How can Workplace COPD Hazards Be Reduced?

Every employer has the responsibility to provide a safe workplace free of hazards that can harm workers. This includes following standards and guidelines set by the Occupational Safety and Health Administration (OSHA) for air quality and dust control. Proper ventilation systems are key to reducing the amount of dust, fumes, and vapors in the workplace. Employers must also provide personal protective equipment (PPE) and train workers on best practices for reducing dust exposure, including:

  • Allowing dust to settle before handling materials and equipment
  • Avoiding working around open containers
  • Using good housekeeping and maintenance procedures that keep the workplace and machinery as clean as possible
  • Wet mopping or washing floors instead of sweeping
  • Using industrial vacuums with hoods to reduce dust during work
  • Wearing PPE while working in tight spaces or other circumstances where the air quality is difficult to control

Workers also have a responsibility for their own safety in the workplace. The most effective preventative measure against COPD is to refrain from smoking as it greatly increases the risk of damage to the lungs. Another important practice for workers is to pay attention to their clothing and clean it regularly. Certain types of fabric, such as heavy winter coats, absorb more dust and should be vacuumed and cleaned or they can become a source of dust exposure.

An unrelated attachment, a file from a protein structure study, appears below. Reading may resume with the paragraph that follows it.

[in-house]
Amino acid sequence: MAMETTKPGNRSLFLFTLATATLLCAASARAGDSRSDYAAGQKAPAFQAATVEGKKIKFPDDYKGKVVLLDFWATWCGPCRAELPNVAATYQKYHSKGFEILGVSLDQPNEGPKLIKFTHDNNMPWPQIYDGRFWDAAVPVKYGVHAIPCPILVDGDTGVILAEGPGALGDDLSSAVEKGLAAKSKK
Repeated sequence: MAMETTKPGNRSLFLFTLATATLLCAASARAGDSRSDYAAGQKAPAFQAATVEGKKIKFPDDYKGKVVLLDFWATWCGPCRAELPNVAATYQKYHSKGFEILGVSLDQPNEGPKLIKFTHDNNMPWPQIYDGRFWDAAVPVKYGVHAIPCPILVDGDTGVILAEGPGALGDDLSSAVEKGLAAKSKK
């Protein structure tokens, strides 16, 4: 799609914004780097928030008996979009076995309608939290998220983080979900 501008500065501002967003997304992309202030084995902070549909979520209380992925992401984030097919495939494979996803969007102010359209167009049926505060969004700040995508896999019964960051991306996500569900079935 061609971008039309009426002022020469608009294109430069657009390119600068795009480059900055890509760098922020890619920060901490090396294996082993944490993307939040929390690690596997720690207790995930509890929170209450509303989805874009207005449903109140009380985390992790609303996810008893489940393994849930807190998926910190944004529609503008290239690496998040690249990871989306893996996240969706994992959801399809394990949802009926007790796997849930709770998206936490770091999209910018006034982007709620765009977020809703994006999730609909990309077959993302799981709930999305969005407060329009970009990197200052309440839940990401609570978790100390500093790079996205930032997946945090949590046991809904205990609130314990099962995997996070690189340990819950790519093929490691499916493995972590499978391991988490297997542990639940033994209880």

In industries where workplace air quality is a known risk, safety programs should include yearly breath testing. This non-invasive test, known as spirometry, measures lung function and will show any changes due to occupational exposure. Offering annual flu vaccinations and regular vaccination against pneumococcal pneumonia also helps reduce risk, prevent infections, and keep lungs healthy.

Am I Eligible for Workers’ Compensation Benefits?

Workers’ compensation exists to help injured workers cover the cost of treatment for injuries from a work accident. It also covers disabilities and occupational illnesses. An occupational illness is one that arises out of and in the course of employment. According to the New Jersey Workers’ Compensation Act, the causes and conditions of the illness must be related to the worker’s particular trade, occupation, process, or place of employment. COPD qualifies as an occupational illness under this definition.

Filing a Claim for COPD